North Charleston Mayor Keith Summey cruised to a sixth term of office Tuesday and promised to continue moving the city forward.
“Those that are naysayers, get the hell out the way,” Summey told cheering supporters at his victory party.
In unofficial results, Summey received 62 percent of the vote to Singletary’s 32 percent. Challenger Chris Collins had 4 percent and Clifford Smith had 2 percent.
“We were hoping to get between 50 and 60 percent,” Summey said.
“I thought the other vote would have been spread out a little bit more. Looks like (Singletary) picked up the votes that were there the last time for Collins.”
Collins, a Charleston County School Board member, also ran against Summey in 2011, garnering 22 percent of the vote to Summey’s 78 percent.
Despite rainy weather, voter turnout was typical for North Charleston, with about 20 percent of the registered voters casting ballots.
Singletary’s campaign included a strong push for residents to get out to vote, and supporters offered voters rides to the polls.
Singletary pointed out that Summey often won elections with as little as 6,000 votes out of the city’s 54,000 voters.
“We’ve made history already with the kind of turnout that’s happened,” Singletary told a local TV station Tuesday afternoon.
He did not return calls for comment Tuesday night.
Singletary was Summey’s most aggressive challenger, launching an organized campaign that examined the mayor’s record in office and accusing the city’s leader of giving political favors to family and friends.
“They organized, and they got some people to turn out,” Summey said.
“But it was the meanness that really bothered me and I will tell you that I won’t soon forget it.
“I don’t mind the vote. It’s the attitude and negativism and racism. I didn’t play his game with him. I could have, but I didn’t and I won’t.”
Summey, who has been mayor of the state’s third largest city for 21 years, said from the beginning he was not campaigning against his challengers, but was instead running for the job.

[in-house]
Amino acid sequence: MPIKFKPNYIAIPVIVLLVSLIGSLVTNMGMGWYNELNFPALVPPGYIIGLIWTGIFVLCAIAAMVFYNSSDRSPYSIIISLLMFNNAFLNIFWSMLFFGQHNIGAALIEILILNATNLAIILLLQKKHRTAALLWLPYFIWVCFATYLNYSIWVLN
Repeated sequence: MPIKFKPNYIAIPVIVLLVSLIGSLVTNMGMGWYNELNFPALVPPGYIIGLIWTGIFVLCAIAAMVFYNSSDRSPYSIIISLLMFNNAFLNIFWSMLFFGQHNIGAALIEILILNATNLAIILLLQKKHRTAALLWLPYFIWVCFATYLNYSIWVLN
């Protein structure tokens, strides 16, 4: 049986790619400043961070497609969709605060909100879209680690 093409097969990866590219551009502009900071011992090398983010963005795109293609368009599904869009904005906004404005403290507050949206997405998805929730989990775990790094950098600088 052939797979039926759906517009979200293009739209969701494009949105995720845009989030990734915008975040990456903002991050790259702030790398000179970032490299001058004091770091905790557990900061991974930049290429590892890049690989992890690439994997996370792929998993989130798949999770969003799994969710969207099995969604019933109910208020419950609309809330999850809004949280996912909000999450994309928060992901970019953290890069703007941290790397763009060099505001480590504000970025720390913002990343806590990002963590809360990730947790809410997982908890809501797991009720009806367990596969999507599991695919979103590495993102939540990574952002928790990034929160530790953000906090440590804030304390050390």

In addition, all 10 council seats also were up for grabs in the nonpartisan election.
Only District 4 Councilman Ron Brinson had no opposition.
In unofficial results, seven incumbents in addition to Brinson were returned to office. District 1 Councilman Ed Astle was the only incumbent not re-elected.
District 3 representative Bobby Jameson did not seek re-election and District 9 Councilman Dwight Stigler moved out of state in September.
Winners, in unofficial results, appeared to be: incumbents Rhonda Jerome (District 2), Todd Olds (District 5), Dorothy Williams (District 6), Sam Hart (District 7), Bob King (District 8) and Michael A. Brown (District 10). They will be joined by newcomers Michael Brown (District 1, no relation to District 10), Virginia Jamison (District 3) and Kenny Skipper (District 9).
Skipper lost a tight race with Stigler in 2011, receiving 49 percent of the vote to Stigler’s 51 percent.
There were no major hitches for voters in the city, which straddles the Charleston-Dorchester county line, election officials said.
Some Dorchester County residents were not clear whether they lived within the city limits, but anyone who believed they were within the limits was able to cast a paper ballot and the issue will be resolved on Thursday.
Reach Brenda Rindge at (843) 937-5713 or @brindge on Twitter.